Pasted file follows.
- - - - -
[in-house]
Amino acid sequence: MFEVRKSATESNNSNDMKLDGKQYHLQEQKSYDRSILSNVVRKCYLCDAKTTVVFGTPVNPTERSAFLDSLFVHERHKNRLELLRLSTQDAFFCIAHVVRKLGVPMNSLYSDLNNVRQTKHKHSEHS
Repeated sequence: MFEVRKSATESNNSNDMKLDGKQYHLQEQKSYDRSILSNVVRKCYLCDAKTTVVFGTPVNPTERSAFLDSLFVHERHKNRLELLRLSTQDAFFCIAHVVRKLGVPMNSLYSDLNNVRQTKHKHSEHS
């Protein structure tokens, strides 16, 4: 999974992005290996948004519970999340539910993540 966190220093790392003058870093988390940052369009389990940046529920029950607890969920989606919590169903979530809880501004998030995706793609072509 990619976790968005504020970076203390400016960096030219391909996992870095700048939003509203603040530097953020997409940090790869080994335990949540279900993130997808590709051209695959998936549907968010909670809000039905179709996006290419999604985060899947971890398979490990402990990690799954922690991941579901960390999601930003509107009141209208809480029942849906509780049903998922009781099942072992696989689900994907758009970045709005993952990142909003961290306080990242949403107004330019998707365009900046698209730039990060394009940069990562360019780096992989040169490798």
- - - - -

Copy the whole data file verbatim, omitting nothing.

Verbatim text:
[in-house]
Amino acid sequence: MFEVRKSATESNNSNDMKLDGKQYHLQEQKSYDRSILSNVVRKCYLCDAKTTVVFGTPVNPTERSAFLDSLFVHERHKNRLELLRLSTQDAFFCIAHVVRKLGVPMNSLYSDLNNVRQTKHKHSEHS
Repeated sequence: MFEVRKSATESNNSNDMKLDGKQYHLQEQKSYDRSILSNVVRKCYLCDAKTTVVFGTPVNPTERSAFLDSLFVHERHKNRLELLRLSTQDAFFCIAHVVRKLGVPMNSLYSDLNNVRQTKHKHSEHS
């Protein structure tokens, strides 16, 4: 999974992005290996948004519970999340539910993540 966190220093790392003058870093988390940052369009389990940046529920029950607890969920989606919590169903979530809880501004998030995706793609072509 990619976790968005504020970076203390400016960096030219391909996992870095700048939003509203603040530097953020997409940090790869080994335990949540279900993130997808590709051209695959998936549907968010909670809000039905179709996006290419999604985060899947971890398979490990402990990690799954922690991941579901960390999601930003509107009141209208809480029942849906509780049903998922009781099942072992696989689900994907758009970045709005993952990142909003961290306080990242949403107004330019998707365009900046698209730039990060394009940069990562360019780096992989040169490798």